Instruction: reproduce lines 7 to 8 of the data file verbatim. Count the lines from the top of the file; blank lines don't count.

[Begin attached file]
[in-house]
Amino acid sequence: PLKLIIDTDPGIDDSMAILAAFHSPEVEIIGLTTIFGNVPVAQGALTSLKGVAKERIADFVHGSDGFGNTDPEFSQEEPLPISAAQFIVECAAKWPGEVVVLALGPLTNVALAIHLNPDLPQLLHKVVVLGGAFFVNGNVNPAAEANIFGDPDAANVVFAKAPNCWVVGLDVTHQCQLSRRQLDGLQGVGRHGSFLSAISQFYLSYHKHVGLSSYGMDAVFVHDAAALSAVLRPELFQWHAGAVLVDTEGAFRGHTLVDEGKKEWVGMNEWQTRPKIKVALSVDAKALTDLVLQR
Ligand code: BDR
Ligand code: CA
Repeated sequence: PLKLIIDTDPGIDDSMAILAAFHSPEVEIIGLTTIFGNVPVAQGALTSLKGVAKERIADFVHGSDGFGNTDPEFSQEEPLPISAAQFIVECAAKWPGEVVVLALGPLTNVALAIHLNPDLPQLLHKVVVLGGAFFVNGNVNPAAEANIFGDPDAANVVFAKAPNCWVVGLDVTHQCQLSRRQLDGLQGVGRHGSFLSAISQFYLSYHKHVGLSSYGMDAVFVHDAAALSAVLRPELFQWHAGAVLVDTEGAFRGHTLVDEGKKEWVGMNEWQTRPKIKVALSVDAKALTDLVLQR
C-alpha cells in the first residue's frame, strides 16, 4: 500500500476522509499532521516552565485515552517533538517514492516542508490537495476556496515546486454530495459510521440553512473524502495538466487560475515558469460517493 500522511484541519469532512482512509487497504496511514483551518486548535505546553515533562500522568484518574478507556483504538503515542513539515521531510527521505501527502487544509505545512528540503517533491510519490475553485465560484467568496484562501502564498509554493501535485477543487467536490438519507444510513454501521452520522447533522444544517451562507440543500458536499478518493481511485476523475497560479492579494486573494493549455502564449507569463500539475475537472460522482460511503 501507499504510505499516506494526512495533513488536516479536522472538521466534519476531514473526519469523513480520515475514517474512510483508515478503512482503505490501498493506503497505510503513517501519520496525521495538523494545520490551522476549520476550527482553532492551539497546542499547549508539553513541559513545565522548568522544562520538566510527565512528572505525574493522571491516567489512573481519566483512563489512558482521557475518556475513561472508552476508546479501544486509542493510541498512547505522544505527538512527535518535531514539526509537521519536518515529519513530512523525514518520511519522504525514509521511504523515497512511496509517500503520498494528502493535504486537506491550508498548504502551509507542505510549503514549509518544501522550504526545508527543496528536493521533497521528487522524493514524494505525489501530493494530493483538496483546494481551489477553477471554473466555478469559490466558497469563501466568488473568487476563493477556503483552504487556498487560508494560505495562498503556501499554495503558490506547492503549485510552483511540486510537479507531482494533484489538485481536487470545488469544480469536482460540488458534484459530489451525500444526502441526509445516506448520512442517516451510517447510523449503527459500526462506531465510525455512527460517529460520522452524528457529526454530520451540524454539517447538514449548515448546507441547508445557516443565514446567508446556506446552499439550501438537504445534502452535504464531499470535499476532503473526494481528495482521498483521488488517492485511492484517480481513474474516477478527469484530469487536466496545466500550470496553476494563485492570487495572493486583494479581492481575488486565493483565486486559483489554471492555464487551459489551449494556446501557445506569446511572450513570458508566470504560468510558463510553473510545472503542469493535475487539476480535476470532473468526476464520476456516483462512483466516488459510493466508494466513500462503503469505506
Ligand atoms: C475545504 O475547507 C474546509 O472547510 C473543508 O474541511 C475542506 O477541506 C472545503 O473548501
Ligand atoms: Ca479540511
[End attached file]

Ligand atoms: C475545504 O475547507 C474546509 O472547510 C473543508 O474541511 C475542506 O477541506 C472545503 O473548501
Ligand atoms: Ca479540511